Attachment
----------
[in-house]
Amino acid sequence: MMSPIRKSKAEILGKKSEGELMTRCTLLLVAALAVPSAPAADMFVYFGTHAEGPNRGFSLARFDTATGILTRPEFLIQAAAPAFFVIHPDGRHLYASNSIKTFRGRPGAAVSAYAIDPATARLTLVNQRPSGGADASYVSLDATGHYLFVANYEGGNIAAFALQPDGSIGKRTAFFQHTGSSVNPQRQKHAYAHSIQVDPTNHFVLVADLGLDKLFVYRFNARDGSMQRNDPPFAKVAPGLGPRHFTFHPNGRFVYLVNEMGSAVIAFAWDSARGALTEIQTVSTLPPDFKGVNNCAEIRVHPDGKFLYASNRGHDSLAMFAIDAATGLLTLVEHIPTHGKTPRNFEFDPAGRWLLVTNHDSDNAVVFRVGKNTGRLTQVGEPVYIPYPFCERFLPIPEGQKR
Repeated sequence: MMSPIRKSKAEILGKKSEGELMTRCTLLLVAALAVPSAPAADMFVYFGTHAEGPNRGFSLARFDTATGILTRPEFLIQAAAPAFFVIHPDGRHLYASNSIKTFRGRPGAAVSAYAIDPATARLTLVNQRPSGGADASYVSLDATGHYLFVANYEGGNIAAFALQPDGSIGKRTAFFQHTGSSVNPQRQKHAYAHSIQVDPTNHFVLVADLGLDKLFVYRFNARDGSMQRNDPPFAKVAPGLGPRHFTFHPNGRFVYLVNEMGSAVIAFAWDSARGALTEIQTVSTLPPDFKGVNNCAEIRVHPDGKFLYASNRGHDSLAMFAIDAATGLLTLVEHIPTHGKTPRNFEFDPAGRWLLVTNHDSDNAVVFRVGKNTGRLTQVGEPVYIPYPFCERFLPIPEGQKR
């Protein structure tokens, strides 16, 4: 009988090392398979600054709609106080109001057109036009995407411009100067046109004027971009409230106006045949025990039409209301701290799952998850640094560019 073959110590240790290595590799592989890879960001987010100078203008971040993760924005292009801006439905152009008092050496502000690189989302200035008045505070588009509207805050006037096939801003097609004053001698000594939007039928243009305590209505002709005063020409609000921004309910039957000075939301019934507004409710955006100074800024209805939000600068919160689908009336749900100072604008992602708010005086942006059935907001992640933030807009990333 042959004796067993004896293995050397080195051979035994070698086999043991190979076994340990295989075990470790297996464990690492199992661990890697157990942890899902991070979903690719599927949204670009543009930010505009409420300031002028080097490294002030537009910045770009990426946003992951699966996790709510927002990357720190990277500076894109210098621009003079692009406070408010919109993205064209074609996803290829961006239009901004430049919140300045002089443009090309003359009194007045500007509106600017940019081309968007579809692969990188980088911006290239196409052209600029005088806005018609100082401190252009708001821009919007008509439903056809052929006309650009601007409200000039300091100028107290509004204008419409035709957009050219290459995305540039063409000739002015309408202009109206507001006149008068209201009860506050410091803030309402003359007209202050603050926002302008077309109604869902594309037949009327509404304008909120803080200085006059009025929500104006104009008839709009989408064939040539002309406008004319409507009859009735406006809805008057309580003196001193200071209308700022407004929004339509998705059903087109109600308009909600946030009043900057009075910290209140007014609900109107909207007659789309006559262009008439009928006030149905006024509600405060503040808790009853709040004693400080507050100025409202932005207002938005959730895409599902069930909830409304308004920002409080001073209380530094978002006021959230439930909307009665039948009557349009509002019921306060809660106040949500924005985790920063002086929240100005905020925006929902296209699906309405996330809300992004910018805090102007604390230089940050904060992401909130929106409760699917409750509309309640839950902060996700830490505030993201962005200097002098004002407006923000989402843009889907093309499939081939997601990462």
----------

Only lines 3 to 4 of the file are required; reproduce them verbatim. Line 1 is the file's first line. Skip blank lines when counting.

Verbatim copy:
Repeated sequence: MMSPIRKSKAEILGKKSEGELMTRCTLLLVAALAVPSAPAADMFVYFGTHAEGPNRGFSLARFDTATGILTRPEFLIQAAAPAFFVIHPDGRHLYASNSIKTFRGRPGAAVSAYAIDPATARLTLVNQRPSGGADASYVSLDATGHYLFVANYEGGNIAAFALQPDGSIGKRTAFFQHTGSSVNPQRQKHAYAHSIQVDPTNHFVLVADLGLDKLFVYRFNARDGSMQRNDPPFAKVAPGLGPRHFTFHPNGRFVYLVNEMGSAVIAFAWDSARGALTEIQTVSTLPPDFKGVNNCAEIRVHPDGKFLYASNRGHDSLAMFAIDAATGLLTLVEHIPTHGKTPRNFEFDPAGRWLLVTNHDSDNAVVFRVGKNTGRLTQVGEPVYIPYPFCERFLPIPEGQKR
């Protein structure tokens, strides 16, 4: 009988090392398979600054709609106080109001057109036009995407411009100067046109004027971009409230106006045949025990039409209301701290799952998850640094560019 073959110590240790290595590799592989890879960001987010100078203008971040993760924005292009801006439905152009008092050496502000690189989302200035008045505070588009509207805050006037096939801003097609004053001698000594939007039928243009305590209505002709005063020409609000921004309910039957000075939301019934507004409710955006100074800024209805939000600068919160689908009336749900100072604008992602708010005086942006059935907001992640933030807009990333 042959004796067993004896293995050397080195051979035994070698086999043991190979076994340990295989075990470790297996464990690492199992661990890697157990942890899902991070979903690719599927949204670009543009930010505009409420300031002028080097490294002030537009910045770009990426946003992951699966996790709510927002990357720190990277500076894109210098621009003079692009406070408010919109993205064209074609996803290829961006239009901004430049919140300045002089443009090309003359009194007045500007509106600017940019081309968007579809692969990188980088911006290239196409052209600029005088806005018609100082401190252009708001821009919007008509439903056809052929006309650009601007409200000039300091100028107290509004204008419409035709957009050219290459995305540039063409000739002015309408202009109206507001006149008068209201009860506050410091803030309402003359007209202050603050926002302008077309109604869902594309037949009327509404304008909120803080200085006059009025929500104006104009008839709009989408064939040539002309406008004319409507009859009735406006809805008057309580003196001193200071209308700022407004929004339509998705059903087109109600308009909600946030009043900057009075910290209140007014609900109107909207007659789309006559262009008439009928006030149905006024509600405060503040808790009853709040004693400080507050100025409202932005207002938005959730895409599902069930909830409304308004920002409080001073209380530094978002006021959230439930909307009665039948009557349009509002019921306060809660106040949500924005985790920063002086929240100005905020925006929902296209699906309405996330809300992004910018805090102007604390230089940050904060992401909130929106409760699917409750509309309640839950902060996700830490505030993201962005200097002098004002407006923000989402843009889907093309499939081939997601990462």